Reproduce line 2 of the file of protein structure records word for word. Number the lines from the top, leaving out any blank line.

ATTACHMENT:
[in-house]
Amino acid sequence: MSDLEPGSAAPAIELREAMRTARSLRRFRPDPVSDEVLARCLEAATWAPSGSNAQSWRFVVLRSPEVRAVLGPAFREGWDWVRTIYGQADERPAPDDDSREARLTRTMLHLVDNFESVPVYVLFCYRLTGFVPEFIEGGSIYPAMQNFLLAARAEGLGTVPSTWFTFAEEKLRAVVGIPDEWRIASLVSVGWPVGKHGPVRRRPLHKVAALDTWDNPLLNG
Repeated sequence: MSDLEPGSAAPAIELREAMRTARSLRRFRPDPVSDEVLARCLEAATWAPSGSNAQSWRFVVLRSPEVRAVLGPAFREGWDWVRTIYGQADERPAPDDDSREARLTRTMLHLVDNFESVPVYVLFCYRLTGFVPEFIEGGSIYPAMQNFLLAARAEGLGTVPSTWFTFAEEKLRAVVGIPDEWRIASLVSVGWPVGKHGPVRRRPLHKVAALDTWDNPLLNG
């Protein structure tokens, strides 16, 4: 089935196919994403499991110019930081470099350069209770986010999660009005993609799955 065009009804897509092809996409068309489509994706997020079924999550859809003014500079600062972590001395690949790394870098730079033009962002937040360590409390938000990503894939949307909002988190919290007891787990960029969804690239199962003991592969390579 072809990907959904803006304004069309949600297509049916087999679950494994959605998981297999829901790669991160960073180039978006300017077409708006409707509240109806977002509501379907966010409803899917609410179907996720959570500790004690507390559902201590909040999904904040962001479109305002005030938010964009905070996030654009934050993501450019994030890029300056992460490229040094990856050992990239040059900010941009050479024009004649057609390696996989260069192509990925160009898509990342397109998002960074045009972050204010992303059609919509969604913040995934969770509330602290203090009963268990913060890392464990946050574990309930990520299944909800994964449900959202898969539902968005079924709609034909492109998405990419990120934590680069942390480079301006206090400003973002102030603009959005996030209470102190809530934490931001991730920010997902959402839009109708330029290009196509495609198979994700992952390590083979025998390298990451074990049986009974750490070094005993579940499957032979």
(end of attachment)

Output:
Amino acid sequence: MSDLEPGSAAPAIELREAMRTARSLRRFRPDPVSDEVLARCLEAATWAPSGSNAQSWRFVVLRSPEVRAVLGPAFREGWDWVRTIYGQADERPAPDDDSREARLTRTMLHLVDNFESVPVYVLFCYRLTGFVPEFIEGGSIYPAMQNFLLAARAEGLGTVPSTWFTFAEEKLRAVVGIPDEWRIASLVSVGWPVGKHGPVRRRPLHKVAALDTWDNPLLNG